Guest Column | December 12, 2016

Got Water-Related Services And Solutions? WIIN Funding Will Initiate Hundreds Of Contracting Opportunities

Dam

By Mary Scott Nabers

Companies in water-related industries will soon be inundated with prospects for government contracting opportunities as a result of passage of the Water Infrastructure Improvements for the Nation Act (WIIN).  After months of debate and give-and-take, the long-awaited comprehensive federal water bill was just approved by the U.S. House and Senate and should be signed into law by President Barack Obama very soon.

The $10-billion bill sets aside funding and a variety of forms of assistance for hundreds of water projects nationwide that address water supply, navigation, and other water infrastructure improvements. The bill also includes the Water Resources Development Act (WRDA) of 2016, which addresses flood protection, port, waterway, and other water resources infrastructure projects.

It also authorizes programs to improve drinking water infrastructure nationwide, improve water storage and delivery to communities facing long-term drought, and addresses environmental conservation and management.

The biggest winners following passage of the bill may be private-sector firms that will deliver services and solutions. Another positive result will be the collaboration that will result from efforts between the public and private sectors.

One key provision will provide aid to the city of Flint, MI, and other similarly affected cities, to replace pipes to homes found to have lead-contaminated water. Flint has for more than two years faced challenges related to a public health issue caused by high levels of lead in its drinking water. The bill contains a $170 million funding package that includes a $100 million State Revolving Fund investment and an additional $50 million for health programs. Another $70 million is allocated for lead pipe replacement.

A few specific projects in the legislation include:

  • A plan that will allow large ships to better navigate in Portsmouth Harbor and the Piscataqua River between New Hampshire and Maine, expanding the turning basin to improve the safety and efficiency of bringing commercial goods into Maine;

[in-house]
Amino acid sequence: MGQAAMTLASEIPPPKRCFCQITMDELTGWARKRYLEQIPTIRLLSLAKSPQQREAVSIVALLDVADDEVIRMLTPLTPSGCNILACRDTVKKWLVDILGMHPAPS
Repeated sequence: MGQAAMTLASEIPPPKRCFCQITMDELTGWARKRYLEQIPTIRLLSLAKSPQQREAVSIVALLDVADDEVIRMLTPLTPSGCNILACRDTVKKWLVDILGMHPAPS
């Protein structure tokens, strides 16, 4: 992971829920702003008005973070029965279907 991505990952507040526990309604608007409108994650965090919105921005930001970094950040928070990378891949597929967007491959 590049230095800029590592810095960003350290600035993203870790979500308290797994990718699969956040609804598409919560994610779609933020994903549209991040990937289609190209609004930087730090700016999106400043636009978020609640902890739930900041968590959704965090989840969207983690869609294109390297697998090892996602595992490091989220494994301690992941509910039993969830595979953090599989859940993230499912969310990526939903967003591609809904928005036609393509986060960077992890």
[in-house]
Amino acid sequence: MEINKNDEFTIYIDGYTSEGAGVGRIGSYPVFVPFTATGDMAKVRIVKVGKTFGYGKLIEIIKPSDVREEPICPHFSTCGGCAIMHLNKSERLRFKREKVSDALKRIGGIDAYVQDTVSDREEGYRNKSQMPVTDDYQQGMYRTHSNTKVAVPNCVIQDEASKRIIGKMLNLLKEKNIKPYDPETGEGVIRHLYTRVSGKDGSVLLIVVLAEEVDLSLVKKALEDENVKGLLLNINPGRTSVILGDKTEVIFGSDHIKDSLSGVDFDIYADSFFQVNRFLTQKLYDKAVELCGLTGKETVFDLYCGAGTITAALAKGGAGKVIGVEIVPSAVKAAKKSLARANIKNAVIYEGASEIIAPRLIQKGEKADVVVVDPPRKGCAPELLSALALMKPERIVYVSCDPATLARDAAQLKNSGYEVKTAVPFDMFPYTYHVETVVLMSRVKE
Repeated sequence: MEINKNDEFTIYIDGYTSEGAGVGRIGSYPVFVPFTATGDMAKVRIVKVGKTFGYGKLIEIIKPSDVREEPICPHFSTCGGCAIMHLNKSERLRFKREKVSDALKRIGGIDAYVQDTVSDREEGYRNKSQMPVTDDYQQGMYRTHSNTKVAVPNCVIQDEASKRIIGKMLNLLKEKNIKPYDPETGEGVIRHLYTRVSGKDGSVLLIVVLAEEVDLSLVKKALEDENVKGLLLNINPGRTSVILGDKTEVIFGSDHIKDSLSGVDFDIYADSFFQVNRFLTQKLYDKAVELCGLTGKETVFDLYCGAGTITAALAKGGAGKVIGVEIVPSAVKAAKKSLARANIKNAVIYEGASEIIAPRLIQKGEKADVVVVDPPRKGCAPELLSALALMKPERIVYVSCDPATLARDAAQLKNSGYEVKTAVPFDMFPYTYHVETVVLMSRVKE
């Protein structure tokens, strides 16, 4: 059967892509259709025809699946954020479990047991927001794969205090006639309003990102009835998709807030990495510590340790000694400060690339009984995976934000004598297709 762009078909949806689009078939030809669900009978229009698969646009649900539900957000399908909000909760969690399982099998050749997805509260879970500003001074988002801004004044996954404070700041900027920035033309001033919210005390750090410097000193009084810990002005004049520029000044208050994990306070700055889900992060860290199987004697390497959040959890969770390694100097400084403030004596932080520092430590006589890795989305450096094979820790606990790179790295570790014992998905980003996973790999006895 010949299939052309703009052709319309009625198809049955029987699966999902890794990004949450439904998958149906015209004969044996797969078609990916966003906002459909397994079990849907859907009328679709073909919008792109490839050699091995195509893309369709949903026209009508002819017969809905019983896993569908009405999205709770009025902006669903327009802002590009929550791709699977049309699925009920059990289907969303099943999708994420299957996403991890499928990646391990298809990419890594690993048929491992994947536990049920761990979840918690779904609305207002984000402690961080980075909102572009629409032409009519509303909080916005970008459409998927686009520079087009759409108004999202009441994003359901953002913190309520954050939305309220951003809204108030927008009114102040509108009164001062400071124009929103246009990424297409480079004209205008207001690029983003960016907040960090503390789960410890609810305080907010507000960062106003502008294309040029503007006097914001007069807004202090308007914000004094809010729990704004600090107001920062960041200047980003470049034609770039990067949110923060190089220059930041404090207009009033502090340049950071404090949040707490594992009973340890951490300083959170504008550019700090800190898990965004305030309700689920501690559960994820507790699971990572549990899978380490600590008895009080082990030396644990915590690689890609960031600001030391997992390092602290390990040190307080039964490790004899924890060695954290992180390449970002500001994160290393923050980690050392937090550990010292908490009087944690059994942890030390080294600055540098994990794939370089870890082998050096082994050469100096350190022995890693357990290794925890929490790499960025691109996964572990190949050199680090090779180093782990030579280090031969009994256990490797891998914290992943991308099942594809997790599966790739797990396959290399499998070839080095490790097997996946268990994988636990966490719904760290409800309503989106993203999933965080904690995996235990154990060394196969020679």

• Technical assistance for small communities that lack the resources to comply with and complete the necessary applications to access federal wastewater funding programs;
  • Numerous provisions for the Port of Corpus Christi and its Channel Improvement Project that will provide for deepening and widening the ship channel;
  • Upgrades for locks and dams in the Upper Ohio River Valley around Pittsburgh;
  • Funding of nearly $2 billion toward completion of the Central Everglades Planning Project to improve the quantity, quality,  and distribution of water flows to the northern estuaries, central Everglades National Park and Florida Bay, and increasing water supply for municipalities, industry, and agricultural users;
  • A $526 million subsidy for the Trinity River Vision project in Texas, that seeks to reconstruct 88 miles of the river that flows through Fort Worth, to create Panther Island, an urban waterfront community; and
  • Maintenance assistance at the Port of Muskogee and Port of Catoosa, in northeast Oklahoma, as well as projects at Tulsa levees and the McClellan-Kerr Arkansas River Navigation System.

Announcements about upcoming contracting opportunities should be forthcoming.  Private-sector firms interested in working with government to upgrade the country’s water infrastructure should be talking to public officials now about their interest and their capabilities.

Mary Scott Nabers is president and CEO of Strategic Partnerships Inc., a business development company specializing in government contracting and procurement consulting throughout the U.S.

Image credit: "Dam," Phil Roeder © 2013, used under an Attribution 2.0 Generic license: https://creativecommons.org/licenses/by/2.0/